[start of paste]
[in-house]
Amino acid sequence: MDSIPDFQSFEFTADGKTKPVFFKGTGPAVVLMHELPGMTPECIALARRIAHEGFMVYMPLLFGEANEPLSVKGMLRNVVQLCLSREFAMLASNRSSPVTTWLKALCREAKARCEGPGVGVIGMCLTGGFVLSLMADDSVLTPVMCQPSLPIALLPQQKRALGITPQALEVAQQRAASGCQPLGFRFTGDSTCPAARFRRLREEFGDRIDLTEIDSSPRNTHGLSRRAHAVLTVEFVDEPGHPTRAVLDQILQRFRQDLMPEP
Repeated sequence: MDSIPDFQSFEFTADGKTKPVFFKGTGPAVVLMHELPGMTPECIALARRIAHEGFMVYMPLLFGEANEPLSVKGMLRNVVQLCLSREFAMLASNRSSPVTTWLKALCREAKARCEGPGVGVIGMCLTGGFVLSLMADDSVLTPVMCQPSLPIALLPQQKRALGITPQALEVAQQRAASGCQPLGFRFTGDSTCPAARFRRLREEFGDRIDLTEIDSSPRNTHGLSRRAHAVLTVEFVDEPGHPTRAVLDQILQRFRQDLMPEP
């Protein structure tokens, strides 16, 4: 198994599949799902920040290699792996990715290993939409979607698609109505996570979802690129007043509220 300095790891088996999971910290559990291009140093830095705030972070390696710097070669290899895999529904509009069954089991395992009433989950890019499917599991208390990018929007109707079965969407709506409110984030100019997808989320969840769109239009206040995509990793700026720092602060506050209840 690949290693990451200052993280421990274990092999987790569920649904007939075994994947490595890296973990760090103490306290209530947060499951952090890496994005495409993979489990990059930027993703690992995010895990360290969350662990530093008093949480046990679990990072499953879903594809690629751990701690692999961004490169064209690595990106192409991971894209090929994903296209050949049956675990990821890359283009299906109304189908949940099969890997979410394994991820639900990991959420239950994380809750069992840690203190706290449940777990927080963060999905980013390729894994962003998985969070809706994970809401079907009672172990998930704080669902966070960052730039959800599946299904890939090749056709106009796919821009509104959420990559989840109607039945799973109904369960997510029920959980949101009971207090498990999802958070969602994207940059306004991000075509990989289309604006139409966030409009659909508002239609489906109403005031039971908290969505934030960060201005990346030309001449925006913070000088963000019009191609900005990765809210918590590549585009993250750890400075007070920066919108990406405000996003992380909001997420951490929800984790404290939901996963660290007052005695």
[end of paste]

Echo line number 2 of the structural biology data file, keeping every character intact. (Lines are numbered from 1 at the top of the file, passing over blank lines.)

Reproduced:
Amino acid sequence: MDSIPDFQSFEFTADGKTKPVFFKGTGPAVVLMHELPGMTPECIALARRIAHEGFMVYMPLLFGEANEPLSVKGMLRNVVQLCLSREFAMLASNRSSPVTTWLKALCREAKARCEGPGVGVIGMCLTGGFVLSLMADDSVLTPVMCQPSLPIALLPQQKRALGITPQALEVAQQRAASGCQPLGFRFTGDSTCPAARFRRLREEFGDRIDLTEIDSSPRNTHGLSRRAHAVLTVEFVDEPGHPTRAVLDQILQRFRQDLMPEP